- The Washington Times - Friday, May 9, 2003

Cascading attendance figures and lousy television ratings prove that millions of baseball fans across the nation are expressing less and less interest in the erstwhile national pastime. Meanwhile, scores of financial titans with the wherewithal to own or buy a Major League Baseball (MLB) franchise are also abandoning the sport en masse, either by trying to unload teams at depressed prices or deciding against bidding for one. In this environment, Mayor Williams, who never impressed anyone as a sports fanatic in earlier years, has become increasingly obsessed with bringing baseball back to the District. So obsessed, it seems, that the mayor appears to have opened up a bidding war with himself to lure the Montreal Expos to the nation’s capital.

How else to explain the mayor’s recent hefty increase in public-sector support for building and financing a new ballpark? More than two years ago, as Eric Fisher of The Washington Times reminded us in yesterday’s news story, Mr. Williams offered public support totaling $200 million to lure a major league team to the District. Last winter, D.C. officials provided MLB executives with a preliminary financing outline that would have limited public stadium financing to $275 million.

This week, the mayor upped the ante by more than $60 million. He has now presented the D.C. Council with a ballpark package totaling $338.7 million, which includes $40 million to fund lending reserves and $9 million in bond acquisition costs. The package also includes $15 million to renovate RFK Stadium, where the team would play its first two or three seasons while a new $436 million ballpark was constructed. The balance of the package — $275 million — would directly subsidize the construction of the ballpark, representing nearly two-thirds of its cost. Despite its disproportionate contribution, the mayor’s package would unaccountably allow the team’s eventual owners to defray their share of ballpark costs by the amount of the stadium’s naming rights, which would generate between $2 million and $4 million per year.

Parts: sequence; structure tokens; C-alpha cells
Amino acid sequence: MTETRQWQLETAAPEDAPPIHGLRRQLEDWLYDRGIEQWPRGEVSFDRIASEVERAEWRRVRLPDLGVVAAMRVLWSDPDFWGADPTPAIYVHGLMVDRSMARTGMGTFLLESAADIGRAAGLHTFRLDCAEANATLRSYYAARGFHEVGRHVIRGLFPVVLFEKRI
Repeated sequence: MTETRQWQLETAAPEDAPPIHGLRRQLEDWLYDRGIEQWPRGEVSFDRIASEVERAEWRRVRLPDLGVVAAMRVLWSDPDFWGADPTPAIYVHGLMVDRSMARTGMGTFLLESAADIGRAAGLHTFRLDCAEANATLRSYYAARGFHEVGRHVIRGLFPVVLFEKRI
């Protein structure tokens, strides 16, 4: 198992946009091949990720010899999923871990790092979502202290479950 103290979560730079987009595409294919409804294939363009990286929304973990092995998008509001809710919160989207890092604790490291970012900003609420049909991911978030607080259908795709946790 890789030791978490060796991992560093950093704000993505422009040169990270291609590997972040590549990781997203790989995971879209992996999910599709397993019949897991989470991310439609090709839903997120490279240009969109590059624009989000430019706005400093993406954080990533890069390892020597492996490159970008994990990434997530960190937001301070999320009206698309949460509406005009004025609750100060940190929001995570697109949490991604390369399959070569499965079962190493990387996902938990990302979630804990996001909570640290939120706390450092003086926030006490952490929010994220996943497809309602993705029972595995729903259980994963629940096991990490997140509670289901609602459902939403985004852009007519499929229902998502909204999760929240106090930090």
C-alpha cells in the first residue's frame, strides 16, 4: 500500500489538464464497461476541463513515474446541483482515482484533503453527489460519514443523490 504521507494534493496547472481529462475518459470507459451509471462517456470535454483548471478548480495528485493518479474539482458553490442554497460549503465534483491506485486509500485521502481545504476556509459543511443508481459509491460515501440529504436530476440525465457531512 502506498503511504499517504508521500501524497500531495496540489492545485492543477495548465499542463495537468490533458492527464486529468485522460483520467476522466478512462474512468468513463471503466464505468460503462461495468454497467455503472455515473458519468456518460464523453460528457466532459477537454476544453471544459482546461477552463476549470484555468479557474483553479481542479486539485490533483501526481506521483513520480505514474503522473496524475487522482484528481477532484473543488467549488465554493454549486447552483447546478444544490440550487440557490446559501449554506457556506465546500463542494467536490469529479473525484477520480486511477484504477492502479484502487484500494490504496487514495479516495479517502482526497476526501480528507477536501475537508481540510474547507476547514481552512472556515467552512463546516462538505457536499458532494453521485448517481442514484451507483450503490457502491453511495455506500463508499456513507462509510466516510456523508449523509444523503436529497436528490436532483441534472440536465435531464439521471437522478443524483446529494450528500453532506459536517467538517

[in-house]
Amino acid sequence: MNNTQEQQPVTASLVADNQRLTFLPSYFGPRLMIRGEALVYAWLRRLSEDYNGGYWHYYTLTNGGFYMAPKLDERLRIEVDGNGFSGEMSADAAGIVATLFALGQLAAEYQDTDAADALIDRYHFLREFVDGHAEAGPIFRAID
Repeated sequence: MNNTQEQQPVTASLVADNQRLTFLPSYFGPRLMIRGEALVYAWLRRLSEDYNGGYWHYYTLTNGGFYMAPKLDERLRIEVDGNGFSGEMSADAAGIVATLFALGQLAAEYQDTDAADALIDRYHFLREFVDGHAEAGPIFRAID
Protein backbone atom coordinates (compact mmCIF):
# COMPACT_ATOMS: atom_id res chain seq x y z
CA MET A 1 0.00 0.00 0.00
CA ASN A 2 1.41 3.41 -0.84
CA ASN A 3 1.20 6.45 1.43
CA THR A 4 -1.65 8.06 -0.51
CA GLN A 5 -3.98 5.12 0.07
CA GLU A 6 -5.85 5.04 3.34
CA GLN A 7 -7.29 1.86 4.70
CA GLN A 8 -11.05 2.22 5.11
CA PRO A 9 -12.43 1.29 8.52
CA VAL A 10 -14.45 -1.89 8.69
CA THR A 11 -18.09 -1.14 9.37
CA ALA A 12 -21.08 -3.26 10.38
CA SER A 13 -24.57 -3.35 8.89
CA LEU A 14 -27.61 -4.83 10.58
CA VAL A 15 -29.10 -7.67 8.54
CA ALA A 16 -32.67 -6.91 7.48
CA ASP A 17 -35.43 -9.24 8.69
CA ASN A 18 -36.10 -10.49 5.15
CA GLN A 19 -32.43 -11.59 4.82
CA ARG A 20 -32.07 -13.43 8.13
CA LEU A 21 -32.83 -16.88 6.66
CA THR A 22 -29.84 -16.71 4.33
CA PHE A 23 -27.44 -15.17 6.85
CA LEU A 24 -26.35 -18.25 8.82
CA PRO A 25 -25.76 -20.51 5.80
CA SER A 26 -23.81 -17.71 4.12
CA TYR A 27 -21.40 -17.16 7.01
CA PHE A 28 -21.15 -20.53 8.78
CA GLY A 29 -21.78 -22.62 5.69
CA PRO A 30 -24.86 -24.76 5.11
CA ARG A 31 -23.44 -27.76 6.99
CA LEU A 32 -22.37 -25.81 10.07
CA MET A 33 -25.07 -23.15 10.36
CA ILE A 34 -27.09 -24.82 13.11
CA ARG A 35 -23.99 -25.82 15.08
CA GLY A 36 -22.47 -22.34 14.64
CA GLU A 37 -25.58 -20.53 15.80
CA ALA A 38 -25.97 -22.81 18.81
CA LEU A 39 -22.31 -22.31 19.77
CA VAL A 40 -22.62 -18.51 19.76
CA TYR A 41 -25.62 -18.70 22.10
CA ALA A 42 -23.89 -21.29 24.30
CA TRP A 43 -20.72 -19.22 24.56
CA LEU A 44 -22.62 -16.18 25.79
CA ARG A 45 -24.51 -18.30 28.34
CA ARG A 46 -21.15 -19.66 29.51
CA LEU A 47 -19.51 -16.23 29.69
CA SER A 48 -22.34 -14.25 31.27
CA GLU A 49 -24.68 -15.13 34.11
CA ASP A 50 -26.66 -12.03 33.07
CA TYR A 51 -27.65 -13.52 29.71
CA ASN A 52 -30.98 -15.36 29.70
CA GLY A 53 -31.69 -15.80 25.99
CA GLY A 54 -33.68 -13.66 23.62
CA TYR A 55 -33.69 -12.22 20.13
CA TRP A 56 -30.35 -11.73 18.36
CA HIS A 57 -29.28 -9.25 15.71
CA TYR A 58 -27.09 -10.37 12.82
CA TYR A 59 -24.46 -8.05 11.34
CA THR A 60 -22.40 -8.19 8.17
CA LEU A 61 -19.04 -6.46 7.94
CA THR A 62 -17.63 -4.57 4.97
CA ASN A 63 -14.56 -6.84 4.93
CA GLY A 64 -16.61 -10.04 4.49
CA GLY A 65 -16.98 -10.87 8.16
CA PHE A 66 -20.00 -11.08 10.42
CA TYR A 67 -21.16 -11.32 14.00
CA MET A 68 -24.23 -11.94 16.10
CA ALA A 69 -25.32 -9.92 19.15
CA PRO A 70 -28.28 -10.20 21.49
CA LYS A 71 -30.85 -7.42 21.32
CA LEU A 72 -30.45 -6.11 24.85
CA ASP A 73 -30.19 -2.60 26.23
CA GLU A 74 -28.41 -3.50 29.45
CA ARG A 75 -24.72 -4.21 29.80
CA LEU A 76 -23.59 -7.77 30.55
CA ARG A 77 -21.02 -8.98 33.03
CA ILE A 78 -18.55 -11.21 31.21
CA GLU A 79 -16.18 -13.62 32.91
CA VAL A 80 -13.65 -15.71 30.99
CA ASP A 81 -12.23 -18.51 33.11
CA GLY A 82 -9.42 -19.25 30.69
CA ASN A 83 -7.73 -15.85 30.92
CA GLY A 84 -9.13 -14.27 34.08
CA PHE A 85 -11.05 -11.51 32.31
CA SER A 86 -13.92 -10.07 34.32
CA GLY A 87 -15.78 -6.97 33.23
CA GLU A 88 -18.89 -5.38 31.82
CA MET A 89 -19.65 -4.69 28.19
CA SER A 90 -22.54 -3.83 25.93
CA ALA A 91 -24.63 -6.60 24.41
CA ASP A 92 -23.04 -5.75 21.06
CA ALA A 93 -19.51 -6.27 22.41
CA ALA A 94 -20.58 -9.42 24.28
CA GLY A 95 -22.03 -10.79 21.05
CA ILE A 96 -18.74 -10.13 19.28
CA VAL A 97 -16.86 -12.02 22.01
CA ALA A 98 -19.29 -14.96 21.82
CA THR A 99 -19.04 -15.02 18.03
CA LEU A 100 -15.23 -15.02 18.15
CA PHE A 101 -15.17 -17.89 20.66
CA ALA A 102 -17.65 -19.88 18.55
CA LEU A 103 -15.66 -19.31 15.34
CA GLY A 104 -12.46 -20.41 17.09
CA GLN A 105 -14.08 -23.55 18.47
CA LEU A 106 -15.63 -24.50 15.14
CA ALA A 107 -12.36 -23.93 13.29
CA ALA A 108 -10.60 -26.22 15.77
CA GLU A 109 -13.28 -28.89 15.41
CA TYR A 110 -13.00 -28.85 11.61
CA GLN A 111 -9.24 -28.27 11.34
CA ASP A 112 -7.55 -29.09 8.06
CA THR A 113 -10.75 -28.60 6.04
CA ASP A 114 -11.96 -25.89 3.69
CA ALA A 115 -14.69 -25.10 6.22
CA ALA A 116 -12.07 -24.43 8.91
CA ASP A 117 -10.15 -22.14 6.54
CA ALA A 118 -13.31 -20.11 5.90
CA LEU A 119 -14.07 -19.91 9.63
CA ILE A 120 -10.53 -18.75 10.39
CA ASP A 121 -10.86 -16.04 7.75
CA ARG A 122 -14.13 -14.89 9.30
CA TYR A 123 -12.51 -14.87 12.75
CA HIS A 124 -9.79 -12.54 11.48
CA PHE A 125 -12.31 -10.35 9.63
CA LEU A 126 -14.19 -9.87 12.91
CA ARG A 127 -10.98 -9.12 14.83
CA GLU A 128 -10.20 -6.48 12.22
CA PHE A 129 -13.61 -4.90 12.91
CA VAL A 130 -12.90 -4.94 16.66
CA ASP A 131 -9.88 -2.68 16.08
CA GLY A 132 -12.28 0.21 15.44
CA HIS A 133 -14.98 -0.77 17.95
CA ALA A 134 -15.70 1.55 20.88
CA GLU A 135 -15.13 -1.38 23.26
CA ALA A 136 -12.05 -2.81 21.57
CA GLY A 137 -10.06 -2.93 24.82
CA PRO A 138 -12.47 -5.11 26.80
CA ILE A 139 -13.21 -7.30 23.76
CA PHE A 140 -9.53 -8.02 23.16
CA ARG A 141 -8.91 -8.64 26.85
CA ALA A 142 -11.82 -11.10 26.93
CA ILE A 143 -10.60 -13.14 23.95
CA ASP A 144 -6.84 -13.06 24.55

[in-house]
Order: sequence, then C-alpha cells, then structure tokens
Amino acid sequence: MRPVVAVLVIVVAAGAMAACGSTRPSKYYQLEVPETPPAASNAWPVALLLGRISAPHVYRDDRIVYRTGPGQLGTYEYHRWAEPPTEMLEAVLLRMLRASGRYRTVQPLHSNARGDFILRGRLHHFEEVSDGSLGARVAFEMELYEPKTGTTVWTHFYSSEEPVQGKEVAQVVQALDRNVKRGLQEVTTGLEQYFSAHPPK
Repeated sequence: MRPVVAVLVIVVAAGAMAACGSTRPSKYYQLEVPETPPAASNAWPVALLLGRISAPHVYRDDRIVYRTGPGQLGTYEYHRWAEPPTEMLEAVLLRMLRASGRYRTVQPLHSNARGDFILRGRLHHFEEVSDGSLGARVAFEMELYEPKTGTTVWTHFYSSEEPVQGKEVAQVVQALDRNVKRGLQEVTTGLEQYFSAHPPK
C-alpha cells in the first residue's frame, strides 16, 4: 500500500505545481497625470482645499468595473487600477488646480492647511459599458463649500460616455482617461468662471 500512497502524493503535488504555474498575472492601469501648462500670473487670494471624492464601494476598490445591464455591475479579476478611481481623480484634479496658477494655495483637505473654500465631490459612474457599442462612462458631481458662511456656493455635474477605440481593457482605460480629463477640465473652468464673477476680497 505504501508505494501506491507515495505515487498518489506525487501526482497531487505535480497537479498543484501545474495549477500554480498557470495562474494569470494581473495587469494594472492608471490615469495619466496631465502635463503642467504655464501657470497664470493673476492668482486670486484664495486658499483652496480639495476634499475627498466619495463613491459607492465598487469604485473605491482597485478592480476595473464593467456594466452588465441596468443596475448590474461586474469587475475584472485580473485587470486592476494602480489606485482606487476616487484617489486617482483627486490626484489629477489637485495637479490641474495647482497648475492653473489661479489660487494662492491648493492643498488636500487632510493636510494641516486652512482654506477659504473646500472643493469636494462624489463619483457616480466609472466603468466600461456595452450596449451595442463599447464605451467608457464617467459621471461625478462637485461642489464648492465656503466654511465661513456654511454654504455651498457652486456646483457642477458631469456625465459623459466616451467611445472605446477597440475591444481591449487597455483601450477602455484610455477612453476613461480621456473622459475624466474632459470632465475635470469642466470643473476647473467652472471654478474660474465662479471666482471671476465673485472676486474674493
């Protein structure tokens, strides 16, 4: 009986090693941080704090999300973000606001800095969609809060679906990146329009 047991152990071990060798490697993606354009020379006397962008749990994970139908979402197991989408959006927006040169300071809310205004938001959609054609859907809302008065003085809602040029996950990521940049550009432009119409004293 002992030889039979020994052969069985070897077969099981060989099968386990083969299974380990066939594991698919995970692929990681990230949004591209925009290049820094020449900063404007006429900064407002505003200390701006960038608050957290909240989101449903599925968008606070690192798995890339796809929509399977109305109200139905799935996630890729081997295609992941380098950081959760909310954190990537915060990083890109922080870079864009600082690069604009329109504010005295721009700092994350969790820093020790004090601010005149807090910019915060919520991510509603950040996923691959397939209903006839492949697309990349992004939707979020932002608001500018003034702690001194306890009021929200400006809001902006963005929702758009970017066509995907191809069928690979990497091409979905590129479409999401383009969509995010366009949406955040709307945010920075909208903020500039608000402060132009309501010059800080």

It is easy to understand why Mr. Williams would regard the return of a major-league ballclub to the District as a legacy. And we defer to nobody in our keen desire to see baseball return to the nation’s capital, where it belongs. But in a region where Jack Kent Cooke and Abe Pollin opened their wallets to finance the vast majority of costs associated with their sports palaces, we draw the line at public officials dipping their hands in taxpayers’ wallets (without their consent, no less) to finance the vast majority of costs to build a ballpark. Some legacies simply are not worth the price.

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